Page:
Letter to Michael

Today, Michael called. A mutual friend had told him I have chronic pain and might be able to help. After we chatted, I put together an email summarizing all we had talked about – and then thought it might also be useful to you.

Hi Michael,

You asked about pain clinics and the snag, here in Canada, is that most GPs won't refer you until your pain is well established. Mine wouldn't even take the first step of referring me to a back specialist “until you are dragging your leg.” In fact, until there was nerve damage, although I begged to be seen before I had damage. When she did get round to a referral, there was a two year wait. Pain clinics need to see you within 6 months of the pain starting. After two years, they told me, my brain would be permanently changed by pain. It was too late.

One of the most effective treatments, I found, is Low Level Laser. It takes about 6 treatments and doesn't hurt! I go back a couple of times a year when my back really kicks off. While it doesn't solve the cause of the pain, it does ease inflammation and calms my back when it gets its knickers in a twist. My blog post explains it in more detail.

You, like me, have great pain sitting, which is not only miserable but very anti-social. It makes socializing difficult; even watching TV together of an evening is hard. My way out has been a zero-gravity chair. I have a simple garden one that we keep in the back of the car. If we go to friends' houses, we take the chair and put it up in their sitting room. I had to give up any attempt to appear normal! Bad for my pride, but more comfortable on my back. We have one for the garden, too and also a more respectable indoor one for the sitting room. This I got from San Diego, delivered to a US mailbox (incongruous thought). Because it was shipped within the US, we didn't have to pay international shipping rates; because we collected it ourselves, there were no customs fees; and because it was prescribed by my doctor as a medical device, no import duty or sales tax.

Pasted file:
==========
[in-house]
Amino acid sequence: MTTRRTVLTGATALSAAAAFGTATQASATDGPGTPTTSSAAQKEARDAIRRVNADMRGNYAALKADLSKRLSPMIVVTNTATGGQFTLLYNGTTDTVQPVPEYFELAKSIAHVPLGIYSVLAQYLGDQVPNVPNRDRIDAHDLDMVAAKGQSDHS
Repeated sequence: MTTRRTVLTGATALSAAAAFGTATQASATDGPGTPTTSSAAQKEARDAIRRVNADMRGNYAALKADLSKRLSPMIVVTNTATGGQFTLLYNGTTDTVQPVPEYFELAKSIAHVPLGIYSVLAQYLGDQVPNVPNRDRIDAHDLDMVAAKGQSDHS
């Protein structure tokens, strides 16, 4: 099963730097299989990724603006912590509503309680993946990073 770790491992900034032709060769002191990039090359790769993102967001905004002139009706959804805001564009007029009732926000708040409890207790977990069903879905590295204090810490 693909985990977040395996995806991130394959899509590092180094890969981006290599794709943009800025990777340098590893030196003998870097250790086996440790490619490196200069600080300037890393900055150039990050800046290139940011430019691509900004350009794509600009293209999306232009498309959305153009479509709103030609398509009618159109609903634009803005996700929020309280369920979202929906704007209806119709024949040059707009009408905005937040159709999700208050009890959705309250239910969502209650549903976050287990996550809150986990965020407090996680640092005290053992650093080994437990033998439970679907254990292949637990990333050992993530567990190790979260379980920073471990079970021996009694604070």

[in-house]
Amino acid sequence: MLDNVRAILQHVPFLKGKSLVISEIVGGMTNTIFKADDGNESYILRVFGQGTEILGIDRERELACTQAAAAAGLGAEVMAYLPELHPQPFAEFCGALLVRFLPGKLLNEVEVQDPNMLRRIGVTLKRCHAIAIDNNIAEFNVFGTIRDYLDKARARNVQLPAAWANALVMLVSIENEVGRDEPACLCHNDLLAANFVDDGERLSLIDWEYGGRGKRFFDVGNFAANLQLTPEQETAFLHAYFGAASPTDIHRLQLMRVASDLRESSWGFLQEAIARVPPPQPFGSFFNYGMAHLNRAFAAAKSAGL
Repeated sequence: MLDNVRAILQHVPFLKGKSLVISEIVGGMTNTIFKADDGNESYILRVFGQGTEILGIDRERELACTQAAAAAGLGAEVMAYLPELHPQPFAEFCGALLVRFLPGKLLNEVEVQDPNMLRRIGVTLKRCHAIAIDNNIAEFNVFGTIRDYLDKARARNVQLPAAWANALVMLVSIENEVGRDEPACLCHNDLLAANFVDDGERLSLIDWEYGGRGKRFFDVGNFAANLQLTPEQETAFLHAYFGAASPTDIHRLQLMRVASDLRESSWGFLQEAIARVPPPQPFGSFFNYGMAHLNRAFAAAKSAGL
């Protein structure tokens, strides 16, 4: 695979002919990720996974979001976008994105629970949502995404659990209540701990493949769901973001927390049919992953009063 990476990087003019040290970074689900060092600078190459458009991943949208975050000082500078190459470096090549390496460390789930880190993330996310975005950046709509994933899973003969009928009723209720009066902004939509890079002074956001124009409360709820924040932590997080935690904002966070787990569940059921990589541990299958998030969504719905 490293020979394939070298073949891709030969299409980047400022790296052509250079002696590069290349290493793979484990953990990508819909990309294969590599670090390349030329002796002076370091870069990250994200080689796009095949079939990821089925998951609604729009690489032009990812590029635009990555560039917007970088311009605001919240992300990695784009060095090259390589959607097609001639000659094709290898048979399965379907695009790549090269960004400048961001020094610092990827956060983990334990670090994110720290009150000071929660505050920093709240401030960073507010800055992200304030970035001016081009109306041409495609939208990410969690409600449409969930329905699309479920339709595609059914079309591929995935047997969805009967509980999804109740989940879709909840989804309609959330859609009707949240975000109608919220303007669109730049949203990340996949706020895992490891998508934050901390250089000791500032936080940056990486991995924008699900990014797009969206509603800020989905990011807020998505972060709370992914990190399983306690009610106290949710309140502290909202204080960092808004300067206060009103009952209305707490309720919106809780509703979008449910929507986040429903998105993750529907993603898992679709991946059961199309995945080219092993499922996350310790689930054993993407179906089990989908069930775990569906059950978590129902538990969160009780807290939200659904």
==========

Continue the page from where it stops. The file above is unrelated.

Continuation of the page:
You say that, like so many of us, you are relying on Tylenol for pain relief. Research has shown that it is ineffective against back pain as well as risky for your liver. As you said, you suspected as much because you still hurt like hell. I try to keep my liver for stronger meds.

Medical marijuana: Note that the CBD strain does not have a psychoactive effect. You do not get high. It does switch the pain right off. That said, it blocks the base pain, the angry, intense, always with me pain. I still feel stiff or achy at times, especially as I am now doing much more.

As for physio, your experience mirrors mine and that of many friends: the hot packs and pulsing doesn't do much and the manipulation and exercises just make me worse. Three months after my back surgery, I went to a nearby physio clinic for further exercises as instructed. It was a sunny day and I breezed in smiling; I came out crying with pain and it took me several months to regain ground.

One last, really helpful tip from a chiropractor: heat up a beanbag in the microwave first thing and lie on it for about twenty minutes. I hobble out of bed, take my pain meds and lie down with a cup of tea and the papers. Twenty minutes later, the meds are kicking in and the stiffness has eased off.

I hope this helps. Please let me know how you go on and get back if I can help any further.

Jane

Low Level Laser – link

Zero-gravity Chairs – link

Tylenol – backpain – link

Medical marijuana – link

 

About UntraveledRoads

Fascinated by life, looking for answers to chronic pain and finding unexpected gifts. Interested in people, ideas, healing and humour. I am very happily married with three children and a kitten. As English born immigrants to Canada, we have family spread overseas, a daughter in South Africa and one in England. We also run a charity in South Africa to educate black, rural South African Women. Our first girl from a rural township has just graduated as an accountant from Johannesburg University and got a good job in a bank.
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